On March 11, 2011, an unprecedentedly powerful earthquake struck the Tōhoku region of Japan. It destroyed hundreds of thousands of buildings, wrecked the Fukushima Daiichi nuclear plant, created a tsunami that reached 40 meters in height, and shifted the entire planet a few inches on its axis. But among these catastrophic consequences, there were also subtler ones. For example, the tsunami inundated a small blue-and-white fishing boat called the Sai-shou-maru, ripping it from its moorings and casting it out to sea.

The boat drifted eastward through the Pacific, never capsizing. Then, on March 22, 2013, a couple weeks after the two-year anniversary of the quake, it washed ashore on Long Beach, Washington. Its hull was encrusted with seaweed and barnacles, and one of its compartments was full of water. And living in that water were five striped beakfish. The fish were youngsters, just four inches long. They had probably been swept into the boat as larvae, and spent their entire lives growing up within this ersatz aquarium. For two years, the boat was their entire world.

Four of those fish were euthanized by the Washington Department of Fish and Wildlife, but the fifth—now known as the “tsunami fish” was relocated to Oregon’s Seaside Aquarium. Its story astonished John Chapman, an ecologist at Oregon State University who studies aquatic invasive species. Somehow, this coastal species had endured a two-year, 4,000-mile voyage across the open ocean, in the tiniest of living spaces. “We said this couldn’t happen,” Chapman told OregonLive. “And nature is like: Oh yes it can.”

Of late, nature has been saying that to Chapman a lot.

In the last five years, he and his colleagues have documented 634 pieces of debris that were swept away by the Tōhoku tsunami and eventually washed up on the coasts of North America. And it hasn’t stopped coming yet. Between them, these bits of ocean-hopping junk carried 289 species that are typically found along Japanese coasts—a vast horde of sponges, sea stars, sea anemones, mussels, limpets, barnacles, and fish.

Nothing like this has happened before. Sure, animals can raft across large distances by clinging to natural debris that’s been swept to sea by storms—that’s how lemurs got to Madagascar, how monkeys and guinea pigs got to South America, and how iguanas got the Galapagos. But none of the 289 species that the team identified had previously been known to raft across oceans—let alone an ocean as immense as the Pacific.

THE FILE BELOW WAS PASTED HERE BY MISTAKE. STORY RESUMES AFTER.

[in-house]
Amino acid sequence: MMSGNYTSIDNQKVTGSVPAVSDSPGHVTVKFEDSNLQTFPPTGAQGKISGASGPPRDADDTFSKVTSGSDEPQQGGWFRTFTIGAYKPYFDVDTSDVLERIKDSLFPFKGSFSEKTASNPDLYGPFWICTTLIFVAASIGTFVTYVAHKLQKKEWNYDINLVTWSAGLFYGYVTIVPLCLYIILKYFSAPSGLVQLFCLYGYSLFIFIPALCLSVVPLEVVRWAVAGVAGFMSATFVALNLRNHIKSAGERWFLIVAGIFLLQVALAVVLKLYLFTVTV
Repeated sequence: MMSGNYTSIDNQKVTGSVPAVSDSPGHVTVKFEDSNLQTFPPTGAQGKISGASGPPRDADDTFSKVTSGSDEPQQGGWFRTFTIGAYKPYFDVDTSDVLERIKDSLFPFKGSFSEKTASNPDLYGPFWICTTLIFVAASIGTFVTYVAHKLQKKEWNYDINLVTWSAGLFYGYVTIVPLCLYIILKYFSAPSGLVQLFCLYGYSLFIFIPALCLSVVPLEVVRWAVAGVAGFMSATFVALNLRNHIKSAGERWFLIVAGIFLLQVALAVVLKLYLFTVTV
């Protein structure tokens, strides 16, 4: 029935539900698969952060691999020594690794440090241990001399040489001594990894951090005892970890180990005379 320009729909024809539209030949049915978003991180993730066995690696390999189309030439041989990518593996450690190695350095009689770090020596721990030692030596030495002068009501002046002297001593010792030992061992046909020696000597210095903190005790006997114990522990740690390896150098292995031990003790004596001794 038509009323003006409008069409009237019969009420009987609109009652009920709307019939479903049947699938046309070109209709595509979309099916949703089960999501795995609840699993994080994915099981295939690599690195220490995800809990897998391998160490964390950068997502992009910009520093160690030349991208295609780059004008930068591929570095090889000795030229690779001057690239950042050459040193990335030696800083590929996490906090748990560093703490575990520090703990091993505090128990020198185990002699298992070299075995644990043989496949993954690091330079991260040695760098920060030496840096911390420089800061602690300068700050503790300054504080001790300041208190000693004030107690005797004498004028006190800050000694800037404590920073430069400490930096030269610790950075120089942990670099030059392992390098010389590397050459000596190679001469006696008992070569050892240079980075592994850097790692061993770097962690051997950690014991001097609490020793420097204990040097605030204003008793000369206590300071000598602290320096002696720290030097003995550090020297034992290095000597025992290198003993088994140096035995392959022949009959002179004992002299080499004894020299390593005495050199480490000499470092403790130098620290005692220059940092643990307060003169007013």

Until 2012, there were no records of Japanese debris floating to North America, “and it wasn’t for lack of looking,” says James Carlton from Williams College, who worked with Chapman on his census of drifters. “Marine biologists have populated that coastline since the 1950s. I’ve personally walked those beaches for decades. If it happened, it was rare enough that it was beyond detection.”

Partly, that might be because the 2011 Tōhoku earthquake was one of the strongest in history. But Carlton thinks that it’s also because humans have changed the world, by just introducing a lot more stuff to it. “A similar tsunami occurred in the same place in 1933,” he says. “We’ve looked at photos of that coast in 1933, and there are small villages with wooden homes. Advance to 2011, and we have a vast infrastructure. In the last 50 years, we’ve poised, on the edge of the world, this massive amount of material that’s ready to be washed into the ocean.”

Carlton, Chapman, and their colleagues first realized what was happening on June 2012, when a huge Japanese dock washed ashore in Agate Beach, Oregon, not five miles away from Chapman’s lab. The hulking mass of steel and concrete was the length of a tennis court, and half as wide. Based on a small plaque on its side with Japanese characters, the team traced its origins to the fishing port of Misawa. And they saw that it was positively dripping with over 100,000 mussels, and at least 100 other marine species. They removed as many of the organisms as they could for study and, fearing the potential for ecological invasions, they told state officials to destroy everything else.